JERUSALEM - Insisting "peace is possible," President Obama on Thursday prodded Israelis and Palestinians to return to long-stalled negotiations with few, if any, preconditions, softening his earlier demands that Israel stop building settlements in disputed territory.
The president made his appeal just hours after rockets fired from Hamas-controlled Gaza landed in a southern Israeli border town, a fresh reminder of the severe security risks and tensions that have stymied peace efforts for decades.
Obama, on his second day in the Mideast, shuttled between Jerusalem and Ramallah, reaching out to the public as well as political leaders. He offered no new policies or plans for reopening peace talks but urged both sides to break out of the "formulas and habits that have blocked progress for so long."
"Peace is possible," Obama said during an speech to young people in Jerusalem. "I'm not saying it's guaranteed. I can't even say that it is more likely than not. But it is possible."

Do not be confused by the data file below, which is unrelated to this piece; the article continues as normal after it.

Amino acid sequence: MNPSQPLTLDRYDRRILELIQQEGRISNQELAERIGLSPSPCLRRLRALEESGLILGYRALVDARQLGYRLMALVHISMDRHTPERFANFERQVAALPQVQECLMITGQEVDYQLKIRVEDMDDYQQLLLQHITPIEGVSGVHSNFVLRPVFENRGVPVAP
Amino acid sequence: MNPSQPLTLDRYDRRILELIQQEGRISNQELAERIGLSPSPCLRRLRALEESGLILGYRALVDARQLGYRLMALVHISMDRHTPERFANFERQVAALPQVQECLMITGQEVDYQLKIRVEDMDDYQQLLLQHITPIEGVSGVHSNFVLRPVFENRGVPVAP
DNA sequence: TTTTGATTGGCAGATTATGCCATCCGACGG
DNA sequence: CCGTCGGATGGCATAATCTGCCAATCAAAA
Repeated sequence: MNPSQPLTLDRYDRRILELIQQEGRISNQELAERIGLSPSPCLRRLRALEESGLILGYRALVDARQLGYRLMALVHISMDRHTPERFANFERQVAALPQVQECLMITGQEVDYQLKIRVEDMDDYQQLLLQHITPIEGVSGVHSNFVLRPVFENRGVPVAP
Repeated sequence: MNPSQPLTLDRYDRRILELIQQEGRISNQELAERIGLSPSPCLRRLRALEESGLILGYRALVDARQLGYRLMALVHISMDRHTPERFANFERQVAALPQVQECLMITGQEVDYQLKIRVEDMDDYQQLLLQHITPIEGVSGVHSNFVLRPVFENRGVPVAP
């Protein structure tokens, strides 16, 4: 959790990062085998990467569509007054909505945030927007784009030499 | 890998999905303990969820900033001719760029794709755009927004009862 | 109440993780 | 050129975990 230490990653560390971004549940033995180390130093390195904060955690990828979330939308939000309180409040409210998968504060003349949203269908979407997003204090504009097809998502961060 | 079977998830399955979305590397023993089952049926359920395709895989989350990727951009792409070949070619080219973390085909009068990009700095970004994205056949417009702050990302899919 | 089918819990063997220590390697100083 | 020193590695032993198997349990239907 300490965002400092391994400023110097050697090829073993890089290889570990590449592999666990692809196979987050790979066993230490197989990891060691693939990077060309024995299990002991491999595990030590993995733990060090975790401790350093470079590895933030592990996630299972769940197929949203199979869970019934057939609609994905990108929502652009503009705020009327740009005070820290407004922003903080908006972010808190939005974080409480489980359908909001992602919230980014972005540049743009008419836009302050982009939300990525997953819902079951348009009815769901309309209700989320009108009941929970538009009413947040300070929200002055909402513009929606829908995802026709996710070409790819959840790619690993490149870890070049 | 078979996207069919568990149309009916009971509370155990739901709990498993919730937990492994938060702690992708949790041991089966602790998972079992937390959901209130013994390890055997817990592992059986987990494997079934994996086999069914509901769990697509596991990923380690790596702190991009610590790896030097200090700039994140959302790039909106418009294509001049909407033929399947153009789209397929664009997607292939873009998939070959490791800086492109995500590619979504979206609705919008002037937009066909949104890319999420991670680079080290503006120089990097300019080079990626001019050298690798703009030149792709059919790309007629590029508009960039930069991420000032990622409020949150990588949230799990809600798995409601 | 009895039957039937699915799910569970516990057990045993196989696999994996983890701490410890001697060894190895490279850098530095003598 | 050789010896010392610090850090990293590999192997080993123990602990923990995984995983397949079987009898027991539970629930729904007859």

The deep disputes dividing the Israelis and Palestinians include deciding the status of Jerusalem, defining borders and resolving refugee issues. Palestinians have been particularly incensed over Israeli settlements in disputed territories, and the Israelis' continued construction has also drawn the condemnation of the United States and other nations.
Further settlement activity is "counterproductive to the cause of peace," Obama said. But in a notable shift, he did not repeat his administration's previous demands that Israel halt construction. Instead he urged the Palestinians to stop using the disagreement as an "excuse" to avoid talks.
"If the expectation is that we can only have direct negotiations when everything is settled ahead of time, then there is no point for negotiations," Obama said at a news conference with Palestinian Authority President Mahmoud Abbas.